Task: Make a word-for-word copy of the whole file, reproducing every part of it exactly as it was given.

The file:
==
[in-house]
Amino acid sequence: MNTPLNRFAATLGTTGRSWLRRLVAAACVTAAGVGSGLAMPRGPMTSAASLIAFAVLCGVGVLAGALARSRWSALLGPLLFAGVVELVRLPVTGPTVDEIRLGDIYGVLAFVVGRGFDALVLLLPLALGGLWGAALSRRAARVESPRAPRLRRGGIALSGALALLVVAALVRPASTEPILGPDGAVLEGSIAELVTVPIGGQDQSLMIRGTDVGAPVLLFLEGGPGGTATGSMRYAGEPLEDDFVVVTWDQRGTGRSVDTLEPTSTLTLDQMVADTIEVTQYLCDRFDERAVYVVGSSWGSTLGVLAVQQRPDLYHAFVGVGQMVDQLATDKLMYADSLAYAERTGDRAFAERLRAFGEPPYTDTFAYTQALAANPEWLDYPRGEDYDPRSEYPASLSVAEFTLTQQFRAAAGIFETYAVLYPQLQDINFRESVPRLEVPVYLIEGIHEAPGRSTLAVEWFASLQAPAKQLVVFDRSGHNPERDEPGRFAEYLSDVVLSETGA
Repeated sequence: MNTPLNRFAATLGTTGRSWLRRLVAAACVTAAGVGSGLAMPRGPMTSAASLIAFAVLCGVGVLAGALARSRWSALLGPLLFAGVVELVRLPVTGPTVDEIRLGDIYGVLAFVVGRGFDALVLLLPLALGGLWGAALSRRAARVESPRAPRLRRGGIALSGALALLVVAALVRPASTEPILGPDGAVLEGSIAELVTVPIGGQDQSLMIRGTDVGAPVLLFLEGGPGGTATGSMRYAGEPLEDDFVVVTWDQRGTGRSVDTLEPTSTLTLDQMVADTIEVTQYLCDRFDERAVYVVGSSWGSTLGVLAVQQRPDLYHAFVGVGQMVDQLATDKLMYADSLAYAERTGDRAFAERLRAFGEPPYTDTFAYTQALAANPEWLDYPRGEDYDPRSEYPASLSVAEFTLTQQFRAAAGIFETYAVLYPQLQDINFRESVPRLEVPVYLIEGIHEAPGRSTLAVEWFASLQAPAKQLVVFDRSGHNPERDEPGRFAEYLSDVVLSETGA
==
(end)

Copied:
[in-house]
Amino acid sequence: MNTPLNRFAATLGTTGRSWLRRLVAAACVTAAGVGSGLAMPRGPMTSAASLIAFAVLCGVGVLAGALARSRWSALLGPLLFAGVVELVRLPVTGPTVDEIRLGDIYGVLAFVVGRGFDALVLLLPLALGGLWGAALSRRAARVESPRAPRLRRGGIALSGALALLVVAALVRPASTEPILGPDGAVLEGSIAELVTVPIGGQDQSLMIRGTDVGAPVLLFLEGGPGGTATGSMRYAGEPLEDDFVVVTWDQRGTGRSVDTLEPTSTLTLDQMVADTIEVTQYLCDRFDERAVYVVGSSWGSTLGVLAVQQRPDLYHAFVGVGQMVDQLATDKLMYADSLAYAERTGDRAFAERLRAFGEPPYTDTFAYTQALAANPEWLDYPRGEDYDPRSEYPASLSVAEFTLTQQFRAAAGIFETYAVLYPQLQDINFRESVPRLEVPVYLIEGIHEAPGRSTLAVEWFASLQAPAKQLVVFDRSGHNPERDEPGRFAEYLSDVVLSETGA
Repeated sequence: MNTPLNRFAATLGTTGRSWLRRLVAAACVTAAGVGSGLAMPRGPMTSAASLIAFAVLCGVGVLAGALARSRWSALLGPLLFAGVVELVRLPVTGPTVDEIRLGDIYGVLAFVVGRGFDALVLLLPLALGGLWGAALSRRAARVESPRAPRLRRGGIALSGALALLVVAALVRPASTEPILGPDGAVLEGSIAELVTVPIGGQDQSLMIRGTDVGAPVLLFLEGGPGGTATGSMRYAGEPLEDDFVVVTWDQRGTGRSVDTLEPTSTLTLDQMVADTIEVTQYLCDRFDERAVYVVGSSWGSTLGVLAVQQRPDLYHAFVGVGQMVDQLATDKLMYADSLAYAERTGDRAFAERLRAFGEPPYTDTFAYTQALAANPEWLDYPRGEDYDPRSEYPASLSVAEFTLTQQFRAAAGIFETYAVLYPQLQDINFRESVPRLEVPVYLIEGIHEAPGRSTLAVEWFASLQAPAKQLVVFDRSGHNPERDEPGRFAEYLSDVVLSETGA